New York and Long Island Divorce Lawyers

The divorce and Family Court lawyers at the Law Offices of Schlissel DeCorpo have extensive experience in litigating, for more than three decades, divorce cases, Family Court cases, issues involving orders of protection, problems concerning Elliot Schlissel child custody, child abuse, and child neglect programs. We help our clients negotiate separation agreements. When the marriage is not long term we can have the marriage annulled.

We deal with issues involving father’s rights and mother’s rights. We draw up both pre-nuptial and post-nuptial agreements.

Should you have matrimonial or family law issue call us, we can help you. Our phone numbers are: 1-800-344-6431, 516-561-6645 and 718-350-2802. (General website – divorce)

VIDEO: Mother Secretly Relocates With Child

Attorney Elliot S. Schlissel discusses a case in which a mother secretly relocated to North Carolina with a child.

Wife Entitled to 50% of Husband’s NY Fire Department Pension Retroactively

gavel-law-books

A wife brought a case in Rockland County Supreme Court before Justice Robert Berliner. In this case the parties had been divorced by a judgment dividing the marital portion of each of the parties’ pension and retirement benefits. Thereafter the wife submitted a Domestic Relations Order concerning the husband’s New York City Fire Department (hereinafter referred to as ‘FDNY”) pension. In November 2015 the wife received her first payment of the husband’s pension. The monthly payment she received was for $1,762.88.

Husband’s Pension in Pay Status

The husband’s FDNY pension however was in pay status going back to May 2014. The wife’s application sought $31,731.84 which represented her 50% interest related to her marital portion of husband’s pension from May 2014 through October 2015. The wife’s attorneys presented an argument that her financial interest in husband’s pension vested when the parties entered into a Stipulation of Settlement regarding their divorce on April 22, 2014. There was a delay with regard to submitting the Domestic Relations Order. However, the delay in submitting the Domestic Relations Order the wife claimed should not impact on her receiving the retroactive portion of her husband’s pension. The husband’s attorneys argued the wife’s application was not in conformity with the Stipulation of Settlement the parties entered into. He also argued the Domestic Relations Order submitted by wife sought to modify the Stipulation of Settlement in the divorce which had been resolved 2 years prior.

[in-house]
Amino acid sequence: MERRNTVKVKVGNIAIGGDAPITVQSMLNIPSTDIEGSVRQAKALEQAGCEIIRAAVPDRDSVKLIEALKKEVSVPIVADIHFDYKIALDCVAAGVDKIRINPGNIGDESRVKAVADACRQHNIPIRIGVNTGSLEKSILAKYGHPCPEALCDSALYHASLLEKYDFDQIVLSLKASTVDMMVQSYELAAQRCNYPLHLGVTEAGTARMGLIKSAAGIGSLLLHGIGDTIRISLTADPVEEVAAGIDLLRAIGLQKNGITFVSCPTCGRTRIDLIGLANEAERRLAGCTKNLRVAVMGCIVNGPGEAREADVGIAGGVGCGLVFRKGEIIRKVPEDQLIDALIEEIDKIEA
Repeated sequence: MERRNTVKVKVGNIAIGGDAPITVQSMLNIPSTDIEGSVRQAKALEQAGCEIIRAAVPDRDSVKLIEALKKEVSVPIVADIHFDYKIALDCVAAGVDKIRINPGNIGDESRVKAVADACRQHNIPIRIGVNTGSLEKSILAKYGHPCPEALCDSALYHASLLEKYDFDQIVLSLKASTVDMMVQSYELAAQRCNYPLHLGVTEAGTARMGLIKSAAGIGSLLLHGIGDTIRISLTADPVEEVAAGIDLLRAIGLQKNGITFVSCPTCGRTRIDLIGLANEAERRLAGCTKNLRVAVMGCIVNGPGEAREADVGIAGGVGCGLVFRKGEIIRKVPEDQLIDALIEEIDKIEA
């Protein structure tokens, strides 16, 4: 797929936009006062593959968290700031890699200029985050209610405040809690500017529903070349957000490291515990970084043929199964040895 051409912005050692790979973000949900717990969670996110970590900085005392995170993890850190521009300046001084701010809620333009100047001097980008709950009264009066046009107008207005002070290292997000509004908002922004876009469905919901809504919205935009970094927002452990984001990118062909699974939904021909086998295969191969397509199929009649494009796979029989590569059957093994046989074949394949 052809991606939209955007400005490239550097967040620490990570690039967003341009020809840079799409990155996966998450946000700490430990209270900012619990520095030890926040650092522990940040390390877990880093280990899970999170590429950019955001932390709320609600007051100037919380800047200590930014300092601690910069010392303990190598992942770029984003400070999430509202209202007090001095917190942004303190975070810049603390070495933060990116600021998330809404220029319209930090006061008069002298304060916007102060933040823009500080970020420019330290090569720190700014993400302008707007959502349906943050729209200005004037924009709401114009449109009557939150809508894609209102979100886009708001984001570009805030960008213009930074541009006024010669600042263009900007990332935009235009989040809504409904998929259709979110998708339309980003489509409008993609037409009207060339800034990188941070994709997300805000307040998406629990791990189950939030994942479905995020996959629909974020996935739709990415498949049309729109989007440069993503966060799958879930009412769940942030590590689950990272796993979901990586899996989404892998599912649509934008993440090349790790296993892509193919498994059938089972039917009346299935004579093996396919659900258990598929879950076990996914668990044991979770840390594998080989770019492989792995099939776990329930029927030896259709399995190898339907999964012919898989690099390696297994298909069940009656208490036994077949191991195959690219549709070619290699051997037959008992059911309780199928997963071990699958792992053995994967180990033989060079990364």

Wife’s Interest in Husband’s Pension Vested
Upon Execution of the Stipulation of Settlement

Attorney Elliot S. Schlissel

Justice Robert Berliner agreed with the wife’s position. He held the wife’s interest in her husband’s pension vested when the Stipulation of Settlement was executed. He further held the delay in submitting a Domestic Relations Order did not impact on her rights to half of her husband’s pension. The judge found the wife was entitled to $31,731.84 in back payments. This constituted her 50% share of her marital interest portion of husband’s pension. The husband had to pay her back this money because these funds were paid out prior to the court entering the Domestic Relations Order causing the New York City Fire Department to pay the wife $1,752.88 per month.

VIDEO: How Do You Choose A Divorce Lawyer?

Elliot discusses what you should look for when choosing a divorce lawyer.